Locally, Voting Systems Affect Women's Representation

By Emily Agliano on November 03, 2015

Women are incredibly underrepresented at all levels of government and cities are no exception. Representation2020 analyzed America’s 100 largest cities and ranked them in order of percentage of women’s representation on their city councils. A mere 16 out of the 100 largest cities have 50 percent or higher women’s representation on their city councils. Only 14 of these cities have a female mayor.

Serving in elected office on the local level is not only important because it heavily impacts the lives of those in the community, but also because it is often a launching pad to state and national positions. Structural barriers make it hard for women to run, win, serve, and lead at the city level.

In ranking America’s 100 largest cities by the percentage of women’s representation on their city councils, Representation2020 noted whether the city elected some or all of its seats at-large. An at-large seat is one where a candidate is elected by a whole city rather than just a specific ward or district within that city.

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Our 2015 report shows that of the 100 largest cities, the top ten for women’s representation elect some of their seats at-large. Three of those top ten, (Columbus, Ohio; Chula Vista, California; Hialeah, Florida) elect all of their city council seats at-large. In the ten worst cities for women’s representation, eight of the ten do not elect any of their seats at-large. Of the two that have at-large seats, neither elects all of their seats at-large. 

Representation2020’s research shows that when comparing cities that elect all of their seats at-large to cities that use a single winner district system, all at-large cities elect women at higher rates than cities that elect councilmembers using single winner districts. The average percentage of women in single winner seat-only councils is a mere 28.2%. The average percent of women on at-large only city councils is more than ten points higher at 41.3%. This drastic increase shows that women do better in at-large seats than in single winner systems on the city level.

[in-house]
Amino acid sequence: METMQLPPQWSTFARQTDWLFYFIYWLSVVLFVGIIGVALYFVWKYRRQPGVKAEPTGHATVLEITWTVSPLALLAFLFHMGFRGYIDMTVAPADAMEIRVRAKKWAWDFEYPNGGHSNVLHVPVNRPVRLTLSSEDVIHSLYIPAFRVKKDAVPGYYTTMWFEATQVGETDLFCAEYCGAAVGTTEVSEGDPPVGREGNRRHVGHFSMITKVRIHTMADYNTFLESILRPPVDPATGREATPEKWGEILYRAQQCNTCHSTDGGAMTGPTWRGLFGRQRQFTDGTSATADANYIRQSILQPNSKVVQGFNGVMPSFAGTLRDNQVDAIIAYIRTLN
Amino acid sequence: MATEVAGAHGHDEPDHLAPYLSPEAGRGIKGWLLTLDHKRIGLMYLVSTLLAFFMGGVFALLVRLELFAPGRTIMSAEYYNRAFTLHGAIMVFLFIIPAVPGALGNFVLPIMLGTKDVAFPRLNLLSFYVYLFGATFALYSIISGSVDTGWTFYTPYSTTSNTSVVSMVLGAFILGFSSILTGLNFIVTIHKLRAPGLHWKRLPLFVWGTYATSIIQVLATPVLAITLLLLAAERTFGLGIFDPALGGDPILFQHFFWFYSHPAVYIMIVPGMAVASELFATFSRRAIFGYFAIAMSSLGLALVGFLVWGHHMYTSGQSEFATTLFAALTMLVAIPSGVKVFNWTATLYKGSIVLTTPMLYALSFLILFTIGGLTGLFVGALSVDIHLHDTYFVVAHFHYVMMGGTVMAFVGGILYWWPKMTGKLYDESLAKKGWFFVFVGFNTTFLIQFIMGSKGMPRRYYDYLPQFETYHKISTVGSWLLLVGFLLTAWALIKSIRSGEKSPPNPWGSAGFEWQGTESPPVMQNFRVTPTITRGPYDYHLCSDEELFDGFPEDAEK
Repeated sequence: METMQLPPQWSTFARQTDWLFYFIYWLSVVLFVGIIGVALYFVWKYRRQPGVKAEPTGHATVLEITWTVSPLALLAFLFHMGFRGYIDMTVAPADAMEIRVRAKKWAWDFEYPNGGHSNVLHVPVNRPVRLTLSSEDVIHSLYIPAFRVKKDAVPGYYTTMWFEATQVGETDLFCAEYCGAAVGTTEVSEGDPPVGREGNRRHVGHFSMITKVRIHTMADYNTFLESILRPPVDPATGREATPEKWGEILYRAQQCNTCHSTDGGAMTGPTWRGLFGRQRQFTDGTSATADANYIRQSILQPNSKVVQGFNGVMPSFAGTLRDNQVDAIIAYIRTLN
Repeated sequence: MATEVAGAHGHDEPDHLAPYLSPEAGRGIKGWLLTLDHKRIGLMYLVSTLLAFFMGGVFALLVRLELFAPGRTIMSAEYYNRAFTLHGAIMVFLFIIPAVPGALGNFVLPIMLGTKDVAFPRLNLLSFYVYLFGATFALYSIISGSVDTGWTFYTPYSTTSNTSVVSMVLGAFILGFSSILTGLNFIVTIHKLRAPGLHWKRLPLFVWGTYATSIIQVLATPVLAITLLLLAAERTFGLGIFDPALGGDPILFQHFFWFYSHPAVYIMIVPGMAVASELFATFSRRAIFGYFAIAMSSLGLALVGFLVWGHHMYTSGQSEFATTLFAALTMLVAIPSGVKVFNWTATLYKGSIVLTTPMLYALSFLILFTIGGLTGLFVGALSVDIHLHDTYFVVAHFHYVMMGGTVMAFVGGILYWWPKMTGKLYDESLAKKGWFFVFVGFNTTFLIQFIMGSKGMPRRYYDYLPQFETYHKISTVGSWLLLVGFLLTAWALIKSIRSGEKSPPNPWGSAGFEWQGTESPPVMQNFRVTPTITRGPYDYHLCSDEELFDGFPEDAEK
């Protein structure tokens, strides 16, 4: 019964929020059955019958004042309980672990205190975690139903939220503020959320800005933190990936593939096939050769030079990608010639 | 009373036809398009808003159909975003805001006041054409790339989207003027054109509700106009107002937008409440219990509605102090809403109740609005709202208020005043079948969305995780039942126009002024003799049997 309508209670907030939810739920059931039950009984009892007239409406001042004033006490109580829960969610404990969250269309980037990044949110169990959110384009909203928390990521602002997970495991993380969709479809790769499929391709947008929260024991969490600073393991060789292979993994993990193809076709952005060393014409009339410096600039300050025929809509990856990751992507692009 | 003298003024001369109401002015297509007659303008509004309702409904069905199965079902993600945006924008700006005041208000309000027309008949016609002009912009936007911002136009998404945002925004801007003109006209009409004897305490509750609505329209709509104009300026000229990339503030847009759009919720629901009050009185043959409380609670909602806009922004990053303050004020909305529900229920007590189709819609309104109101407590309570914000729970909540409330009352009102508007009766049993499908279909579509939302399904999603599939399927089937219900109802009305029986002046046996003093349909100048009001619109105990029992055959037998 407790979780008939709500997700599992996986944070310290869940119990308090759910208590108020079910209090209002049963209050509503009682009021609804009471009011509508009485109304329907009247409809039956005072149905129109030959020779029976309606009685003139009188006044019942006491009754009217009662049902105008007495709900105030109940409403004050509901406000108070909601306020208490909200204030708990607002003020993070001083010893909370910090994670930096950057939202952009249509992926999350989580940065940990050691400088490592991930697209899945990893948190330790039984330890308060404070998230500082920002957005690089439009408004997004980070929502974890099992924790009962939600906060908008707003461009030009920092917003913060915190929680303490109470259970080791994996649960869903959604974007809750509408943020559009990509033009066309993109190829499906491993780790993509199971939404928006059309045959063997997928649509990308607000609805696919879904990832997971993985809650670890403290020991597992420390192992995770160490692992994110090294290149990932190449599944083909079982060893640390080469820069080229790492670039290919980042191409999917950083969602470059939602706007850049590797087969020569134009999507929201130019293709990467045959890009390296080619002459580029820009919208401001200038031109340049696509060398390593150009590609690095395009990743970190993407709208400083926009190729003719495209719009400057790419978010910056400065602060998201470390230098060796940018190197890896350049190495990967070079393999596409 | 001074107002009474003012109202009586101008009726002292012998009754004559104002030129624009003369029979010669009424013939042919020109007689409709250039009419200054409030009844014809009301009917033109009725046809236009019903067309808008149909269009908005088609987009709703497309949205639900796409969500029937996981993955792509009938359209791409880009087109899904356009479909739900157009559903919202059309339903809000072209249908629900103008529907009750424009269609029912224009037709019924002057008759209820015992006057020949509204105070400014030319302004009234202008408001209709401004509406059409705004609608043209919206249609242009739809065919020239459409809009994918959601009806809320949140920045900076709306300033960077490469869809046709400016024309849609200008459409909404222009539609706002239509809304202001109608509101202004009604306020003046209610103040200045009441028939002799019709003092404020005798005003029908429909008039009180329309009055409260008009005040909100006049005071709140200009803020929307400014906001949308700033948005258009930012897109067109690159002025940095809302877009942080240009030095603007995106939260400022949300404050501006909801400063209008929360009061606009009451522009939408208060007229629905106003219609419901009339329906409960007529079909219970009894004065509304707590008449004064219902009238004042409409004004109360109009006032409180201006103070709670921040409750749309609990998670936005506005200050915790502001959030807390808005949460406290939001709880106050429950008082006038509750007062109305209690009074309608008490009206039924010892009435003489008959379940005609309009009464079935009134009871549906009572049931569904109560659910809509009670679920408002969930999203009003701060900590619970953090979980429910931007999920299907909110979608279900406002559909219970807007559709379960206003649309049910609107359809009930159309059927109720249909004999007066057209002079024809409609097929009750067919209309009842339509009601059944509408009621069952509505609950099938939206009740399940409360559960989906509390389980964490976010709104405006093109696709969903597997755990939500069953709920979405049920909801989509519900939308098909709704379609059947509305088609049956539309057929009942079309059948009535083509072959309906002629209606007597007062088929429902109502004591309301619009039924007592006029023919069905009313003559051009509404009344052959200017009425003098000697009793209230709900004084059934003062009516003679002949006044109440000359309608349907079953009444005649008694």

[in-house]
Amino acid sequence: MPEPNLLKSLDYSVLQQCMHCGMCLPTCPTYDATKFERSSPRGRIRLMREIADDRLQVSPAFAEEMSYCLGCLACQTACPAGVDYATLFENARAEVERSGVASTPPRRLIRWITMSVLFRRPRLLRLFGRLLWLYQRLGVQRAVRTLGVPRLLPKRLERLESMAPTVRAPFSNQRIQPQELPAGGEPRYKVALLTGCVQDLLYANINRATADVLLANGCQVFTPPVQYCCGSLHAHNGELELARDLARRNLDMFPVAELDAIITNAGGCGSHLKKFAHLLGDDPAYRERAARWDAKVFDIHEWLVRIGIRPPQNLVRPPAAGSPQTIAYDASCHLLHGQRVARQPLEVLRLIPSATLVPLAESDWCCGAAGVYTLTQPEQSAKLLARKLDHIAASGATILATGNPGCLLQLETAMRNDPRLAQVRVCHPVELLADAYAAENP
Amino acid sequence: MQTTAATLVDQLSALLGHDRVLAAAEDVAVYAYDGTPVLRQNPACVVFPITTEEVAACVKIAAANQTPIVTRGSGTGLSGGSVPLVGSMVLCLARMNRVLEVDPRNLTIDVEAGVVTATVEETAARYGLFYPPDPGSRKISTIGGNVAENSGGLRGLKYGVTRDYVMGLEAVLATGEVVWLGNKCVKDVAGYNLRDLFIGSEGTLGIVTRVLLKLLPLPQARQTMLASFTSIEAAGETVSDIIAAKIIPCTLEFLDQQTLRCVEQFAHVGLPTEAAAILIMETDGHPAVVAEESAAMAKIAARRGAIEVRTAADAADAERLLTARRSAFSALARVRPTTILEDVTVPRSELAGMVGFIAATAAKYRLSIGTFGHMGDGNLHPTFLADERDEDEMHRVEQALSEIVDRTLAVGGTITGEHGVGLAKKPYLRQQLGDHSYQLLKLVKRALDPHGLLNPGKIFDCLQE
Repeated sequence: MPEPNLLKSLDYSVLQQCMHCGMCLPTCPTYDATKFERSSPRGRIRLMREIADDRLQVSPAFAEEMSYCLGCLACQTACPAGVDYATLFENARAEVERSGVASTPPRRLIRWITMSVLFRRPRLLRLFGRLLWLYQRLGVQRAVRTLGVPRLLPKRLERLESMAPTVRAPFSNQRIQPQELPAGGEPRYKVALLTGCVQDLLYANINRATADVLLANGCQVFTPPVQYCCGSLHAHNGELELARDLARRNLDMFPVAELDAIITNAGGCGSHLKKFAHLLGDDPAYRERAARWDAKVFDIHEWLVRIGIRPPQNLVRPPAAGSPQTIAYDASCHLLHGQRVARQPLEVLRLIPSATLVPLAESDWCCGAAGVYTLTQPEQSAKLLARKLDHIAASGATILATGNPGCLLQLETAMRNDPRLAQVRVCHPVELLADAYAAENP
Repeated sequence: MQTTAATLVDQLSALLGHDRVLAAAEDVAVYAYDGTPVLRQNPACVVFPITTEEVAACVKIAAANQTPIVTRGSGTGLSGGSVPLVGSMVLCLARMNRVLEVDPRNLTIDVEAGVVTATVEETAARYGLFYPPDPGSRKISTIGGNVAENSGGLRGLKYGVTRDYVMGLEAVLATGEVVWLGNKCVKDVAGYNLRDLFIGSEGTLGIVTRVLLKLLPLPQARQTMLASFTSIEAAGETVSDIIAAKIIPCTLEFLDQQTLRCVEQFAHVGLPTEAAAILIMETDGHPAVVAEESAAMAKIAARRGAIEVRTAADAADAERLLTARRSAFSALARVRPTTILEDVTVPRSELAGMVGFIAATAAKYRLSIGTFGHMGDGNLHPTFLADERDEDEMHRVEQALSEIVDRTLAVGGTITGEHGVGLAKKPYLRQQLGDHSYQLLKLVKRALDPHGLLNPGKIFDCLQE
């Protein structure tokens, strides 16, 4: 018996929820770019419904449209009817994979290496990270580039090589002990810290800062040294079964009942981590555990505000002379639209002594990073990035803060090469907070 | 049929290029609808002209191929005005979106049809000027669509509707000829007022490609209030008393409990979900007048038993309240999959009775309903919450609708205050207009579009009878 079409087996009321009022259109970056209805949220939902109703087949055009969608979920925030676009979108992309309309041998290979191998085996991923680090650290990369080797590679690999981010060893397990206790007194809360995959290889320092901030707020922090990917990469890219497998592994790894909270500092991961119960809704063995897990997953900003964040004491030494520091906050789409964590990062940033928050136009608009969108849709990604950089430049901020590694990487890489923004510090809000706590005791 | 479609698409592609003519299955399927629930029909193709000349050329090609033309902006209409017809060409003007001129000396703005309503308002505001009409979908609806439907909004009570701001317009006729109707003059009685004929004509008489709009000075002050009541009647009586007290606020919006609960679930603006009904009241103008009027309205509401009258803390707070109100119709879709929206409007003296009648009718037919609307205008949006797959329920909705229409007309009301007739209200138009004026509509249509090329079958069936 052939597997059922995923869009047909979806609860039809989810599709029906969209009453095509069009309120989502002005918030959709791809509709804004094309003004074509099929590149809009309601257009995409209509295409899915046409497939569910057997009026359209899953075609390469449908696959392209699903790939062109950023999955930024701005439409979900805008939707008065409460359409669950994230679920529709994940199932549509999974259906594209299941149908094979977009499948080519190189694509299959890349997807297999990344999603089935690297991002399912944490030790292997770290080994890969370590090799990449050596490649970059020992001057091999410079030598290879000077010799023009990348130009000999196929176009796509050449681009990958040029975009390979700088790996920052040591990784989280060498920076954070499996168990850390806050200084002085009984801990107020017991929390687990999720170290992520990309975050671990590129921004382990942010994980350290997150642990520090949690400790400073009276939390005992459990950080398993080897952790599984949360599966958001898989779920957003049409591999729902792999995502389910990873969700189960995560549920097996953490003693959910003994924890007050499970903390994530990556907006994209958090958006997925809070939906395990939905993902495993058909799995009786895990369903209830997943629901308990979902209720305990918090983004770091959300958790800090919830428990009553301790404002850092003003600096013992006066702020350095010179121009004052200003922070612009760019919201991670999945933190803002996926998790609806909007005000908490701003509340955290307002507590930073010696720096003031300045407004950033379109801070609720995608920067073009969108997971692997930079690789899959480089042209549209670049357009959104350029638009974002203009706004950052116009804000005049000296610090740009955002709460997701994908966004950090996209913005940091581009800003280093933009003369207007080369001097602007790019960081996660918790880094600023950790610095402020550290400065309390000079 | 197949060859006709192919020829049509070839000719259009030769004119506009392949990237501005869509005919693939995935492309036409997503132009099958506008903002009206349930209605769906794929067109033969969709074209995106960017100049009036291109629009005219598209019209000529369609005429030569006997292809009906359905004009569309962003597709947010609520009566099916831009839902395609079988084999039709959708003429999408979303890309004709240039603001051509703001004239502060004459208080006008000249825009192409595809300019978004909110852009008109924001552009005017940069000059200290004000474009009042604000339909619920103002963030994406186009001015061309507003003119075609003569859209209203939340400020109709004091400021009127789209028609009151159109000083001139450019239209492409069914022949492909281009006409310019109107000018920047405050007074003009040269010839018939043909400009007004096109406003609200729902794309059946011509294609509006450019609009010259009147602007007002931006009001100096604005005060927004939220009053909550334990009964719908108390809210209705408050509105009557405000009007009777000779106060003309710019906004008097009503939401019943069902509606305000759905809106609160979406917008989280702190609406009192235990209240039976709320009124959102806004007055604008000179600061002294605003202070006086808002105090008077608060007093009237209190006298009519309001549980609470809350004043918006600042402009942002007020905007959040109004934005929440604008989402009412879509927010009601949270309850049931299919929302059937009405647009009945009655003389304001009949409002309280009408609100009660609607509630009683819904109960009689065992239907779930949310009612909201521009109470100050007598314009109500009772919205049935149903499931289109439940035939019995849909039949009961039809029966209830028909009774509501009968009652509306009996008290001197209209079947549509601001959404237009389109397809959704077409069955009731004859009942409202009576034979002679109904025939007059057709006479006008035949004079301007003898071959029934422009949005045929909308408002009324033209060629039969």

Unfortunately, only 14 of the 100 largest cities elect all of their seats at-large. In contrast, 52 of these cities elect all of their seats using a single winner system. The remaining 34 cities use a mixture of single winner and at large seats. Our research showed that these mixed seat systems are no better or worse for women—women are not necessarily more likely to be elected to the at-large seats in the mixed seat cities. However, the data does show that women do better in cities with only at-large seats as opposed to cities with only single winner districts. 

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The cities bottoming out the women’s representation list represent various regions of the country with different histories, partisan leanings, and more. These cities need structural solutions to the obstacles facing women. If the cities at the bottom of the list were to adopt ranked choice voting and at-large elections, the chances of women being elected in their city councils would likely increase. Ranked choice voting, where voters rank their candidates in order of preference, when paired with at-large districts, helps women win because combining these two creates a fair representation system that incentivises grassroots organizing and mitigates the impact of money on the electoral process. Fair representation systems allow outsiders to run more effectively and creates a better chance for outsiders to be elected. Minneapolis (17), Oakland (11), San Francisco (19), and St. Paul (84) all use ranked choice voting for their city council elections. 

The trend is clear—more women are elected when a city elects all seats at-large. Cities are the perfect place to exercise American federalism and utilize our laboratories of democracy, as a growing number of cities around the country have already done. Ranked choice voting and at-large seats have a positive impact for women and may make residents excited about democracy once again.



 
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